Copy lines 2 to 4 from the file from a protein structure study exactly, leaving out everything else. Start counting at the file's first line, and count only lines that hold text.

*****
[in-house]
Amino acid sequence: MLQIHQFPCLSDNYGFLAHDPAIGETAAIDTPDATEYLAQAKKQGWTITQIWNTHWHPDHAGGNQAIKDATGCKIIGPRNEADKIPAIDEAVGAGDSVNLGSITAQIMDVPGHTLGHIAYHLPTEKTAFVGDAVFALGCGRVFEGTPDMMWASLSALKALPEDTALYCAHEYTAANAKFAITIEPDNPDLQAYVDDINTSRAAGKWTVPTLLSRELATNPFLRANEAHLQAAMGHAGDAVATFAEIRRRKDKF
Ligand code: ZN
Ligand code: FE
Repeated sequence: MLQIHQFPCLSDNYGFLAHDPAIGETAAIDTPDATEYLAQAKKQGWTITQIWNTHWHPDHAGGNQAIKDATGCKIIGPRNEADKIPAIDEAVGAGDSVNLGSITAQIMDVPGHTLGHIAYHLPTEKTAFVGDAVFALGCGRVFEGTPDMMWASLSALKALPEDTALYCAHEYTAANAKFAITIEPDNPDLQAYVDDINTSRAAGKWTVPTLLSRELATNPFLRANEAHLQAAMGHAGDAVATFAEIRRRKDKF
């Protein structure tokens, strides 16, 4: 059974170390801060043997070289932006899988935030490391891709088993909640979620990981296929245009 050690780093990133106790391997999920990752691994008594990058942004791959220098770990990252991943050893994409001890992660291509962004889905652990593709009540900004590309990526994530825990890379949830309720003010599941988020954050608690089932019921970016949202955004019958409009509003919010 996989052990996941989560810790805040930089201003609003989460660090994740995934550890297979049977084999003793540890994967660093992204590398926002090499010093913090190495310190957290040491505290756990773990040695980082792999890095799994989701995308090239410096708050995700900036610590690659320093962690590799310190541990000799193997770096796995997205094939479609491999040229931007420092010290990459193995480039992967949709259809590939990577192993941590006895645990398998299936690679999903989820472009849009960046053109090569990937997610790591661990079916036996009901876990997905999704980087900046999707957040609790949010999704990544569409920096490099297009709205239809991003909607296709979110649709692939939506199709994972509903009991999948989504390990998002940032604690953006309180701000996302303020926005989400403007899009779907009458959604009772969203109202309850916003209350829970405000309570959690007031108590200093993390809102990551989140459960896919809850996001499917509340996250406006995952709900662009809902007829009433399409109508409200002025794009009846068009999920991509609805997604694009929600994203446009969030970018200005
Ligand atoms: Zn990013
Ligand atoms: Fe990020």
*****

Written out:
Amino acid sequence: MLQIHQFPCLSDNYGFLAHDPAIGETAAIDTPDATEYLAQAKKQGWTITQIWNTHWHPDHAGGNQAIKDATGCKIIGPRNEADKIPAIDEAVGAGDSVNLGSITAQIMDVPGHTLGHIAYHLPTEKTAFVGDAVFALGCGRVFEGTPDMMWASLSALKALPEDTALYCAHEYTAANAKFAITIEPDNPDLQAYVDDINTSRAAGKWTVPTLLSRELATNPFLRANEAHLQAAMGHAGDAVATFAEIRRRKDKF
Ligand code: ZN
Ligand code: FE